Question : Please enter racial stereotypes in the blanks provided : I think all …………………………… are…………………………….and should be ……………………………As for those ……………………….they are ……………………………..and should always respect …………………

Anonmauser
Anonmauser
5 years ago
Reply to  SokhnaFan2010

We’re not discussing ‘races’, we’re discussing nationalities. Gulfies have, for better or worse, a very negative image among many. This may be rightly deserved, or it may not, the important thing is that it does exist. They are like any group, the bad behaviour of a few (boy racers or Paris historic property destroyers anyone? ) leads to negative generalizations by others. No one is talking about ‘all’, but we are talking about commonly held perceptions. For fun one time, next time you are in London or Beirut, ask every taxi driver you travel with what the local image of Gulfies is. It is a very interesting exercise in perceptions and stereotypes.

This is not surprising, you’ll get the same sort of results if you ask taxi drivers in Tijuana about Americans. The extreme behaviour of a few is what gets the attention and is what gets lodged in the public eye. Just recently there was this article on how common this misbehaviour is: http://www.cbc.ca/radio/q/schedule-for-friday-august-14-2015-1.3190045/tourists-gone-wild-it-s-about-me-not-the-place-i-visit-1.3190281 It is just the way it is.

SokhnaFan2010
SokhnaFan2010
5 years ago
Reply to  Anonmauser

Sure, if the semantics work for you, then keep drinking the cool aid. Existence or not, is actually not the issue. Yes, YOU are implicitly talking about all……..’The national group Chinese’ in this context. All 1.357 billion of them and thus by default, the ones that travel. I don’t disagree with the point you are making however, generalisations are commonly held for specific “nationalities’, but because such ignorance exists in the minds of those who know no better, doesn’t make it the way it has to be for the rest of us. To conclude, here’s a few links to a survey that looked at the worlds worst travellers………draw your own conclusions …http://www.businessinsider.com/worst-behaved-tourists-2013-5 or or http://opentravel.com/blogs/worlds-most-annoying-tourists/ or finally from Forbes ; http://www.forbes.com/sites/andrewbender/2012/04/03/the-worlds-rudest-nations-for-travelers/ ……strange the ‘Gulfies’ are not even making the lists, but if the Lebanese taxi driver says so, then it must be!

Anonmauser
Anonmauser
5 years ago
Reply to  SokhnaFan2010

Thank you for making my point so succinctly. Tourists often create bad images for their home countries in the eyes of their hosts,as the Qataris and Emiratis have unfortunately been doing in the UK. This may be unfair, but it is the way it is. We can do this all day long and find that nearly every nationality has its fair share of boorish travellers who bring disrepute upon it in the eyes of their hosts. Gulf Arabs (Gulfies) are no different – there are enough who misbehave (as with the recent ill-considered and ignorant comments on twitter) that the whole group is tarred. I don’t see this as a problem particularly representative of Gulf Arabs per se, it is that way for every group. As for Lebanese taxi drivers, well, they have as much credibility (and perhaps much more) as we random DN posters, n’est pas? As for ignorance, ‘we’ and our experiences and beliefs are very unique on a global scale, and sadly stereotypes drive the beliefs and actions of the overwhelming majority of the world’s population.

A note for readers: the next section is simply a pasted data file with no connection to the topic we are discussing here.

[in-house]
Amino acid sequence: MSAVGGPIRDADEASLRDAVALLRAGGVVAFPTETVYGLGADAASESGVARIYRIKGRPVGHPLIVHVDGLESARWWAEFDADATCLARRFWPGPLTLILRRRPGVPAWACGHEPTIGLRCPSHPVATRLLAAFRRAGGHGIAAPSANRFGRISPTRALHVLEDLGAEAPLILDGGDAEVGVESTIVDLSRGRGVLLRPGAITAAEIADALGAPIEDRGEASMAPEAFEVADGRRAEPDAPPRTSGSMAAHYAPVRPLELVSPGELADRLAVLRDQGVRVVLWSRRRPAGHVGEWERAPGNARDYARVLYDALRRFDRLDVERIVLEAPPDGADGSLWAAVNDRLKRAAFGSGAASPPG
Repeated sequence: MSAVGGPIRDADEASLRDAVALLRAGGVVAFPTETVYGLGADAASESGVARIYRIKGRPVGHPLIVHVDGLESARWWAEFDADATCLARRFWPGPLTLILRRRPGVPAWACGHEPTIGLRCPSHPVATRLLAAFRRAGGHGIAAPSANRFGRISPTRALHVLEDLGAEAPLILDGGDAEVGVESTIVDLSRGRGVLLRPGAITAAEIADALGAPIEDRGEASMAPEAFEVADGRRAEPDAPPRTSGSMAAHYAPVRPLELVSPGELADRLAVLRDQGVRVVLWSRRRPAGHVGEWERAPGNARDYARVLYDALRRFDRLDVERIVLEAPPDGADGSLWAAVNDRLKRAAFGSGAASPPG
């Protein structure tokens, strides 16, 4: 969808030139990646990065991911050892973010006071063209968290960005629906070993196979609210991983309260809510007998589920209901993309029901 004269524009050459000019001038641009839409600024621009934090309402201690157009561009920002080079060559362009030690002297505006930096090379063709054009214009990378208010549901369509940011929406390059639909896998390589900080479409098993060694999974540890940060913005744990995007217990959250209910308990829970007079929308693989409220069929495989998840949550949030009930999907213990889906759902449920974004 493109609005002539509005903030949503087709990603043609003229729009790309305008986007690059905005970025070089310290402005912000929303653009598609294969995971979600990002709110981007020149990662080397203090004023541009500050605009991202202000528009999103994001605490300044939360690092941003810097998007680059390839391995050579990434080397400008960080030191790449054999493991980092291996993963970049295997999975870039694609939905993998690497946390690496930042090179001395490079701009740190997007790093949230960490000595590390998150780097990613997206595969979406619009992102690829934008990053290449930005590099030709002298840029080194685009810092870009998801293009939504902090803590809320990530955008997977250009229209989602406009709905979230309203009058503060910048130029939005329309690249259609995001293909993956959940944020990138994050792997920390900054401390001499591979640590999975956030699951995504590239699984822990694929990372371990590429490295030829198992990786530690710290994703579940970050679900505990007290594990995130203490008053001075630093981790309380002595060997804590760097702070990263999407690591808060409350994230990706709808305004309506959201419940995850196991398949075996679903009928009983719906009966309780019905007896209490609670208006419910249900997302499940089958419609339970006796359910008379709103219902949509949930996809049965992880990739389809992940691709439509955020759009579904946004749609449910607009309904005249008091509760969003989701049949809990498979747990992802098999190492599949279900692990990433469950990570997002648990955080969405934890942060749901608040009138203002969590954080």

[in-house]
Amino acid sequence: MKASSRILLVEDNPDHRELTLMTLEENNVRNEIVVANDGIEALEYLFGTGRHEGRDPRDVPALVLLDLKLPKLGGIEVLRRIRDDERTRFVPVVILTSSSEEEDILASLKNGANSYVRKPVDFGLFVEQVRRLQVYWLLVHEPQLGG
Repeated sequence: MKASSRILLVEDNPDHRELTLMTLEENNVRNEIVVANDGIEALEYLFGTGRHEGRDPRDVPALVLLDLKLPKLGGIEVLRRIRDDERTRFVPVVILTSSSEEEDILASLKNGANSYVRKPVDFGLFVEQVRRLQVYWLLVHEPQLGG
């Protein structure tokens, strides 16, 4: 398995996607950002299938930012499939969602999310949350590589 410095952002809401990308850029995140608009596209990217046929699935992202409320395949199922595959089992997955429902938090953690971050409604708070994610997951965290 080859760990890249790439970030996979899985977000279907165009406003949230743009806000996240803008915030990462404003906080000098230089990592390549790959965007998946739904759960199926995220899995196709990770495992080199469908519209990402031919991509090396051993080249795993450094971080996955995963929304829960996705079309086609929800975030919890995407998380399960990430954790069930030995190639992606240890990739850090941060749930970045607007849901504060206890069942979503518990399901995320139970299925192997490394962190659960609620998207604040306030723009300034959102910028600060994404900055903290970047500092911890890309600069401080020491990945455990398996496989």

SokhnaFan2010
SokhnaFan2010
5 years ago
Reply to  Anonmauser

You’re welcome, always willing to help those in need. Having also lived in Beirut myself, I can only draw on personal taxi driver experiences, which, actually differ greatly from your ‘Every Driver’ analogy. If your actual point from the beginning was that every nationality has their percentage of boorish travellers, then you will likely get universal agreement. The message remains however, no one likes, or should perpetuate stereotyping. Judge each person as you meet them personally, not on the gossip of the guy who picks you up from the street. Then the ‘Way it is’ is up to you, n’est pas?

Anonmauser
Anonmauser
5 years ago
Reply to  SokhnaFan2010

Who, in this conversation, is in need? That is the question to be considered. 😉 No doubt my my lived experience of Beirut was different from yours, I’ll give you that. Judge each person? Really? I think that a different verb might be more appropriate, but hey, that’s just me.